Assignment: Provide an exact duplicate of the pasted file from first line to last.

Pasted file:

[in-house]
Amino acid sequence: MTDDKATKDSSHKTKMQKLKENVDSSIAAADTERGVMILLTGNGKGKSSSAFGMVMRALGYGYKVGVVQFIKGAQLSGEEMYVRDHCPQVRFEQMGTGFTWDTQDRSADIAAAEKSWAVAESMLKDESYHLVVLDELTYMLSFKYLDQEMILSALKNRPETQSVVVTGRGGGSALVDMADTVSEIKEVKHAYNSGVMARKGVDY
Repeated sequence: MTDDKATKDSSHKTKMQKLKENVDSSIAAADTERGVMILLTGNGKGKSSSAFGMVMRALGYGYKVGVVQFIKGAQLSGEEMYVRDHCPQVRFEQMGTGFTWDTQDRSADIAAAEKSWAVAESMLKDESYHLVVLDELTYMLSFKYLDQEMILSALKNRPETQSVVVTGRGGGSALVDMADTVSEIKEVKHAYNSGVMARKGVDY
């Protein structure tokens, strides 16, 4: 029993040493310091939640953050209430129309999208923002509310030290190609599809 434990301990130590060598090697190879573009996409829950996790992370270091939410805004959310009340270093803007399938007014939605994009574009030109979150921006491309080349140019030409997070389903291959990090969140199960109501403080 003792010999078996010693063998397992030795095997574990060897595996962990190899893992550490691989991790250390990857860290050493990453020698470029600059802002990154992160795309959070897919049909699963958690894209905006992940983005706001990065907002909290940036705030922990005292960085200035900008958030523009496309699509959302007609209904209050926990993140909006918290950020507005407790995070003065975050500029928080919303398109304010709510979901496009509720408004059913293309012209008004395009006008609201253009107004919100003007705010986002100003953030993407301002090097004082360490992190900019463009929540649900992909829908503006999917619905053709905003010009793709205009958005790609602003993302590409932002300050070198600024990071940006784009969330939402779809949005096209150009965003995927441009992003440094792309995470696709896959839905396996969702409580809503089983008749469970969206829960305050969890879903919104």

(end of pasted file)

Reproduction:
[in-house]
Amino acid sequence: MTDDKATKDSSHKTKMQKLKENVDSSIAAADTERGVMILLTGNGKGKSSSAFGMVMRALGYGYKVGVVQFIKGAQLSGEEMYVRDHCPQVRFEQMGTGFTWDTQDRSADIAAAEKSWAVAESMLKDESYHLVVLDELTYMLSFKYLDQEMILSALKNRPETQSVVVTGRGGGSALVDMADTVSEIKEVKHAYNSGVMARKGVDY
Repeated sequence: MTDDKATKDSSHKTKMQKLKENVDSSIAAADTERGVMILLTGNGKGKSSSAFGMVMRALGYGYKVGVVQFIKGAQLSGEEMYVRDHCPQVRFEQMGTGFTWDTQDRSADIAAAEKSWAVAESMLKDESYHLVVLDELTYMLSFKYLDQEMILSALKNRPETQSVVVTGRGGGSALVDMADTVSEIKEVKHAYNSGVMARKGVDY
């Protein structure tokens, strides 16, 4: 029993040493310091939640953050209430129309999208923002509310030290190609599809 434990301990130590060598090697190879573009996409829950996790992370270091939410805004959310009340270093803007399938007014939605994009574009030109979150921006491309080349140019030409997070389903291959990090969140199960109501403080 003792010999078996010693063998397992030795095997574990060897595996962990190899893992550490691989991790250390990857860290050493990453020698470029600059802002990154992160795309959070897919049909699963958690894209905006992940983005706001990065907002909290940036705030922990005292960085200035900008958030523009496309699509959302007609209904209050926990993140909006918290950020507005407790995070003065975050500029928080919303398109304010709510979901496009509720408004059913293309012209008004395009006008609201253009107004919100003007705010986002100003953030993407301002090097004082360490992190900019463009929540649900992909829908503006999917619905053709905003010009793709205009958005790609602003993302590409932002300050070198600024990071940006784009969330939402779809949005096209150009965003995927441009992003440094792309995470696709896959839905396996969702409580809503089983008749469970969206829960305050969890879903919104």